A March 22 vessel collision in Galveston Bay, Texas, resulted in an oil spill of approximately 168,000 gallons. As of March 27 as predicted, strong southerly winds stranded much of the offshore oil overnight in the Matagorda region and these onshore winds are expected to bring ashore the remaining floating oil off Matagorda Island by Friday morning.
Articles from March 27, 2014
OR&R Outreach is offering Crisis and Risk Communication (CERC) training to take place on April 2, 2014 in NOAA Building 9 on the Seattle/Sand Point campus. The training will be held from 8:45 a.m. to 4:00 p.m. It is free to all participants (not limited to OR&R) and is open to any NOAA staff in Seattle that day.
First developed in 2002 by the Centers for Disease Control and Prevention, CERC training is a fast-paced, interactive course that gives participants essential knowledge and tools to navigate the harsh realities of communicating to the public, media, partners and stakeholders during an emergency.
Starting on March 22, Adam Davis has been serving as Lead NOAA Scientific Support Coordinator on the recent Texas City Y Incident in Galveston Bay.
In support of the Texas City Y Oil Spill response, OR&R chemist Dalina Thrift-Viveros used an ADIOS model to predict how much of the spilled oil evaporated, how much mixed in to the water column, and how much remains floating on the surface.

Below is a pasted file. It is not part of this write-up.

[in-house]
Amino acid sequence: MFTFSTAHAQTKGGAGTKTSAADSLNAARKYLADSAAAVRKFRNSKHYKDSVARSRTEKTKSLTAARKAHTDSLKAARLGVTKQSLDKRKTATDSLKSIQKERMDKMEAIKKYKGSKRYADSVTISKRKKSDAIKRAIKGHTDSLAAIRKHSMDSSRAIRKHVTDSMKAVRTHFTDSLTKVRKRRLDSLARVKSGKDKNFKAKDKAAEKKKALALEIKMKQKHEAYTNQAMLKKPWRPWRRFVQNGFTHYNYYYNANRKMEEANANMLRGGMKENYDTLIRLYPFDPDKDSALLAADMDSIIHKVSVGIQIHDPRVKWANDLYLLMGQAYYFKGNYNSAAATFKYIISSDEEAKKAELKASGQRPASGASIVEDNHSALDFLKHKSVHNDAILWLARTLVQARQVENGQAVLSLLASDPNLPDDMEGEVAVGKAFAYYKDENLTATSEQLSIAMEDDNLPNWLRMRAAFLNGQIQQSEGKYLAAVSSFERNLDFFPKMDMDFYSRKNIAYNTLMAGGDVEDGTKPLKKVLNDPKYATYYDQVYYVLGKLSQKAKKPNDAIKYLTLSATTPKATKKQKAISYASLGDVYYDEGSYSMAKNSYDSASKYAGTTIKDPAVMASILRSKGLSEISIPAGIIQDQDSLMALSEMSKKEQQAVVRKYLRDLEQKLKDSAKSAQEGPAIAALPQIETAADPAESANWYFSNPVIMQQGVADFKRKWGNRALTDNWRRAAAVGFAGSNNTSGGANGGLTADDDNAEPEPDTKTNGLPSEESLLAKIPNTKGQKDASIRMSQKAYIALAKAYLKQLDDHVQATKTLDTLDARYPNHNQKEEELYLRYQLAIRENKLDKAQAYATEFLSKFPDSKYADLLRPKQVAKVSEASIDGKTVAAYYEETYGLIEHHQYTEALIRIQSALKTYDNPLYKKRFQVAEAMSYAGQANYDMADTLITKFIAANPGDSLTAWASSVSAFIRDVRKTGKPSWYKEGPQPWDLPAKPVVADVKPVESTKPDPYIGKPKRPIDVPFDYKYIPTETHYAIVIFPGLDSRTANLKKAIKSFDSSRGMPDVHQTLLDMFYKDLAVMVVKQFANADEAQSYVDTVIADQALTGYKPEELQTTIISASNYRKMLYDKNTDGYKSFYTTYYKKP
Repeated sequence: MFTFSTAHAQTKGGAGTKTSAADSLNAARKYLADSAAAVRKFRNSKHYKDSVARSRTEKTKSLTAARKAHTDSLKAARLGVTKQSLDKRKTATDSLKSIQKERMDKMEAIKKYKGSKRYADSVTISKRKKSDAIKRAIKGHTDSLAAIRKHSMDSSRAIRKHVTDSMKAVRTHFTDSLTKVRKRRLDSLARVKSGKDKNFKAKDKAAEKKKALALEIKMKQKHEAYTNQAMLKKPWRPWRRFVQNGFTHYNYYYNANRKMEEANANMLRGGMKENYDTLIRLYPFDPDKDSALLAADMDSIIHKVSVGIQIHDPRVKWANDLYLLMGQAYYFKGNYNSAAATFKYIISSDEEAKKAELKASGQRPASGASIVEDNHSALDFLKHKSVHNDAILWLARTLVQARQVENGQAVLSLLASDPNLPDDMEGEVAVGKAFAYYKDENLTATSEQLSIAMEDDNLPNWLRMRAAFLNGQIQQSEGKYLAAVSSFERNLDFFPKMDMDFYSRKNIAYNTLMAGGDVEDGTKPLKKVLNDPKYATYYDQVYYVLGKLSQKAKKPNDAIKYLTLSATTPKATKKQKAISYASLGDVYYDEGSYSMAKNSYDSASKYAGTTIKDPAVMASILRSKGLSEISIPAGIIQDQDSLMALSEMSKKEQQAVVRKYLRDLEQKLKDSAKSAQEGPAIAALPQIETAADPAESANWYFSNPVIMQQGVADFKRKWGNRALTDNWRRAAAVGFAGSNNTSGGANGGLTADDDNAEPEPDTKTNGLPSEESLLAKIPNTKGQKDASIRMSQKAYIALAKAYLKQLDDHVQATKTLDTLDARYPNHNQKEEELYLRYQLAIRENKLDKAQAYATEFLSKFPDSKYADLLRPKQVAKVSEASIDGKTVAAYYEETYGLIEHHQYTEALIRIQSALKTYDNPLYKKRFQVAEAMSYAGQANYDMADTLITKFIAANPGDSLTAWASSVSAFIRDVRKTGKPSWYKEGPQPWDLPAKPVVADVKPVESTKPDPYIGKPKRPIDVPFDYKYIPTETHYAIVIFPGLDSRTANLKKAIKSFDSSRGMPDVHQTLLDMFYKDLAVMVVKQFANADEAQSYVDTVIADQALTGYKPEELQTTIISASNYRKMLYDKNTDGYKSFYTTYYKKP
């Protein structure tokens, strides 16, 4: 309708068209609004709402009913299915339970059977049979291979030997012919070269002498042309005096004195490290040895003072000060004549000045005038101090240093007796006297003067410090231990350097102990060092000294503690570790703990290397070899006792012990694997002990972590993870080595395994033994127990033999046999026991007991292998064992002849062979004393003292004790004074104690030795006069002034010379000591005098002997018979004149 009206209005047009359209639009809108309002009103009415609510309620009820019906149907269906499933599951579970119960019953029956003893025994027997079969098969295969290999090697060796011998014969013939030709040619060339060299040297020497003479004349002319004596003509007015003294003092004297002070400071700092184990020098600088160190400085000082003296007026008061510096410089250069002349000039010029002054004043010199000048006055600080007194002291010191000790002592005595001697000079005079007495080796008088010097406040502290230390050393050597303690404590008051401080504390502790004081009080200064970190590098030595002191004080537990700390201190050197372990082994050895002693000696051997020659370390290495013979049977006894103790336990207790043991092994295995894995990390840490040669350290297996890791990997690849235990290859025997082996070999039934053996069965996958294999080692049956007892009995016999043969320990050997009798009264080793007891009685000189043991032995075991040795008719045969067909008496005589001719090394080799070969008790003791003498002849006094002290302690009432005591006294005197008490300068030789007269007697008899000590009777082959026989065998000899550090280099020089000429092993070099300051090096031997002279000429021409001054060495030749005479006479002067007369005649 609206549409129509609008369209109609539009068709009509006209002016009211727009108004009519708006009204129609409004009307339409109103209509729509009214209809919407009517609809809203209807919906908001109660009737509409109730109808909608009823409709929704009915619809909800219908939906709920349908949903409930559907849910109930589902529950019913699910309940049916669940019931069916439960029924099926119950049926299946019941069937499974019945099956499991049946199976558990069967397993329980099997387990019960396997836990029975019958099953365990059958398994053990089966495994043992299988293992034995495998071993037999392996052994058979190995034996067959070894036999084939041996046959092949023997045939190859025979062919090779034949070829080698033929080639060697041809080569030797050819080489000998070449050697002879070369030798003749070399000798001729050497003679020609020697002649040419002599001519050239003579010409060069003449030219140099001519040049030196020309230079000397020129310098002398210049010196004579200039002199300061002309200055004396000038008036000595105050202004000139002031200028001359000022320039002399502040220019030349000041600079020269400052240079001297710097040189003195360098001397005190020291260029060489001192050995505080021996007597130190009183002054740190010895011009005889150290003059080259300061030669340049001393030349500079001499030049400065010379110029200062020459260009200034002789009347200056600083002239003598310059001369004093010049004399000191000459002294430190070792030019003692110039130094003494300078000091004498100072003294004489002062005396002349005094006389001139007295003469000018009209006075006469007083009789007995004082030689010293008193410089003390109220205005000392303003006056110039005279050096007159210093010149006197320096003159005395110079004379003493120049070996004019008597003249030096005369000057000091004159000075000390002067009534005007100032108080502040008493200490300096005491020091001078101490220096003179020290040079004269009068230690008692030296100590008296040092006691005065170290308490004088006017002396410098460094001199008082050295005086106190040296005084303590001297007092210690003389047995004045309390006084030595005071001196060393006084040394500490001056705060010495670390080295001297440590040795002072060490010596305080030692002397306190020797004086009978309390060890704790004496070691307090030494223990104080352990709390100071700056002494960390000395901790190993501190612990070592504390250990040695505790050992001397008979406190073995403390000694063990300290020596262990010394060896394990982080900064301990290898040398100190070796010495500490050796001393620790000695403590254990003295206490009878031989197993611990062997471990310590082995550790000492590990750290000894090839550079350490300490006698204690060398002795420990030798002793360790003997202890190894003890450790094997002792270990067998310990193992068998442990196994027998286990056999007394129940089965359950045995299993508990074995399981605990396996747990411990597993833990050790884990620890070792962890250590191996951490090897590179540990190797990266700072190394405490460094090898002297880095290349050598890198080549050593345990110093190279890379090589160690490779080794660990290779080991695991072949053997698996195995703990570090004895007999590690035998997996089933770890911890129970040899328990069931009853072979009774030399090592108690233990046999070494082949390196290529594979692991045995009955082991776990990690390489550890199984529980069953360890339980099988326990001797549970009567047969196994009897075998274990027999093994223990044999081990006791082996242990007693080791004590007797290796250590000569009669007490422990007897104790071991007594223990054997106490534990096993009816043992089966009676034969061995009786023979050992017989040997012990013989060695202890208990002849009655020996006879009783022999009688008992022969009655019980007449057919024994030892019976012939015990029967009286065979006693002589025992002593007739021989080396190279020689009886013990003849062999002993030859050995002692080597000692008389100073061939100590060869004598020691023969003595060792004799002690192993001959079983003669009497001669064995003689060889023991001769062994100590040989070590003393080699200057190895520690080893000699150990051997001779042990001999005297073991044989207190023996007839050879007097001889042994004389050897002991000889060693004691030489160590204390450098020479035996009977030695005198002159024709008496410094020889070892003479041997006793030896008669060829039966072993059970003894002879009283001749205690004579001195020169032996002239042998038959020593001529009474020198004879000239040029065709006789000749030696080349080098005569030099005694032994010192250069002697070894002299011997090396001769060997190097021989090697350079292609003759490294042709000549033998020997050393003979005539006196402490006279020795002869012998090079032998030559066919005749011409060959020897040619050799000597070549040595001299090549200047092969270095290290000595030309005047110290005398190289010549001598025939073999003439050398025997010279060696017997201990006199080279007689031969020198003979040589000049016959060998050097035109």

On March 22, NOAA awarded the “Taking the Pulse of the Planet” to eighth-grader, Julius Ball-Heldman, at the District of Columbia Science Technology Engineering and Math (STEM) Fair.
NOAA and our co-trustees have finalized an addendum to the Final Restoration Plan summarizing the restoration projects selected to compensate for habitat degradation related to releases of hazardous substances from the Mattiace Petrochemical Site located on the north shore of Long Island in Glen Cove, NY.
During the week of March 24, nearly 45 spill responders from the U.S. Coast Guard (USCG), EPA, and numerous federal, tribal, state, local and industry partners are being introduced to the use of science during oil spills through table-top and field exercises as well as classroom instruction.
Ken Finkelstein, coach of the Marblehead, Massachusetts High School National Ocean Science Bowl team, led his students to their first winning record at the Massachusetts regional tournament (The Blue Lobster Bowl) on March 1, 2014 at the Massachusetts Institute of Technology in Cambridge.